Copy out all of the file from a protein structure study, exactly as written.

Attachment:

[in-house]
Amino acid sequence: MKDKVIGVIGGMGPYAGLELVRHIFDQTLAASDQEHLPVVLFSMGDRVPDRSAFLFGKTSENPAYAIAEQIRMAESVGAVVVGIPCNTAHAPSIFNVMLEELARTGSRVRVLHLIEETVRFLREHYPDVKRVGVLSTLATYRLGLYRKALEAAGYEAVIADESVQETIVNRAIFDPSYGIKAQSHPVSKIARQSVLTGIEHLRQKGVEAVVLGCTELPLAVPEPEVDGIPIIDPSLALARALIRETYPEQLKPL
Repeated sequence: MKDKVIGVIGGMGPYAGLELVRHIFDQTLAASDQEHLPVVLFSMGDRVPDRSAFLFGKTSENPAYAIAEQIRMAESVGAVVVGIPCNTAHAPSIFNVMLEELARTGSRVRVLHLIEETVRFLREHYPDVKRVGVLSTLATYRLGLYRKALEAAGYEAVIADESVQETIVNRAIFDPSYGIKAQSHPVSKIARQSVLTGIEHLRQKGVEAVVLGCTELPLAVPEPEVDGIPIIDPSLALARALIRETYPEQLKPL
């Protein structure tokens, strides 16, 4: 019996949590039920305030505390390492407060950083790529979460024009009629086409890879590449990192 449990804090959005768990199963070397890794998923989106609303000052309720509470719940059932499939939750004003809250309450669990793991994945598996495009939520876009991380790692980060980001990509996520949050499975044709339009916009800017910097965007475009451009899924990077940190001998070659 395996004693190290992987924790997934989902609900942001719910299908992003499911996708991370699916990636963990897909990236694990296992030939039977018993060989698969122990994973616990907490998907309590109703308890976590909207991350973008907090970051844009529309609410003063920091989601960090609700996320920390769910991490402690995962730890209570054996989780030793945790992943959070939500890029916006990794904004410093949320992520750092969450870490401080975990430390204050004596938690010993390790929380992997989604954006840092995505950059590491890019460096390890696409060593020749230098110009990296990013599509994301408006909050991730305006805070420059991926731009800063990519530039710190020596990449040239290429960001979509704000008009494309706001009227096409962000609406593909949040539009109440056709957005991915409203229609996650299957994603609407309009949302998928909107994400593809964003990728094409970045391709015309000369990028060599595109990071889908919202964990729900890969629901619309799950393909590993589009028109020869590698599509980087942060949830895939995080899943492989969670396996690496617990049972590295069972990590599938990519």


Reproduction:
[in-house]
Amino acid sequence: MKDKVIGVIGGMGPYAGLELVRHIFDQTLAASDQEHLPVVLFSMGDRVPDRSAFLFGKTSENPAYAIAEQIRMAESVGAVVVGIPCNTAHAPSIFNVMLEELARTGSRVRVLHLIEETVRFLREHYPDVKRVGVLSTLATYRLGLYRKALEAAGYEAVIADESVQETIVNRAIFDPSYGIKAQSHPVSKIARQSVLTGIEHLRQKGVEAVVLGCTELPLAVPEPEVDGIPIIDPSLALARALIRETYPEQLKPL
Repeated sequence: MKDKVIGVIGGMGPYAGLELVRHIFDQTLAASDQEHLPVVLFSMGDRVPDRSAFLFGKTSENPAYAIAEQIRMAESVGAVVVGIPCNTAHAPSIFNVMLEELARTGSRVRVLHLIEETVRFLREHYPDVKRVGVLSTLATYRLGLYRKALEAAGYEAVIADESVQETIVNRAIFDPSYGIKAQSHPVSKIARQSVLTGIEHLRQKGVEAVVLGCTELPLAVPEPEVDGIPIIDPSLALARALIRETYPEQLKPL
């Protein structure tokens, strides 16, 4: 019996949590039920305030505390390492407060950083790529979460024009009629086409890879590449990192 449990804090959005768990199963070397890794998923989106609303000052309720509470719940059932499939939750004003809250309450669990793991994945598996495009939520876009991380790692980060980001990509996520949050499975044709339009916009800017910097965007475009451009899924990077940190001998070659 395996004693190290992987924790997934989902609900942001719910299908992003499911996708991370699916990636963990897909990236694990296992030939039977018993060989698969122990994973616990907490998907309590109703308890976590909207991350973008907090970051844009529309609410003063920091989601960090609700996320920390769910991490402690995962730890209570054996989780030793945790992943959070939500890029916006990794904004410093949320992520750092969450870490401080975990430390204050004596938690010993390790929380992997989604954006840092995505950059590491890019460096390890696409060593020749230098110009990296990013599509994301408006909050991730305006805070420059991926731009800063990519530039710190020596990449040239290429960001979509704000008009494309706001009227096409962000609406593909949040539009109440056709957005991915409203229609996650299957994603609407309009949302998928909107994400593809964003990728094409970045391709015309000369990028060599595109990071889908919202964990729900890969629901619309799950393909590993589009028109020869590698599509980087942060949830895939995080899943492989969670396996690496617990049972590295069972990590599938990519």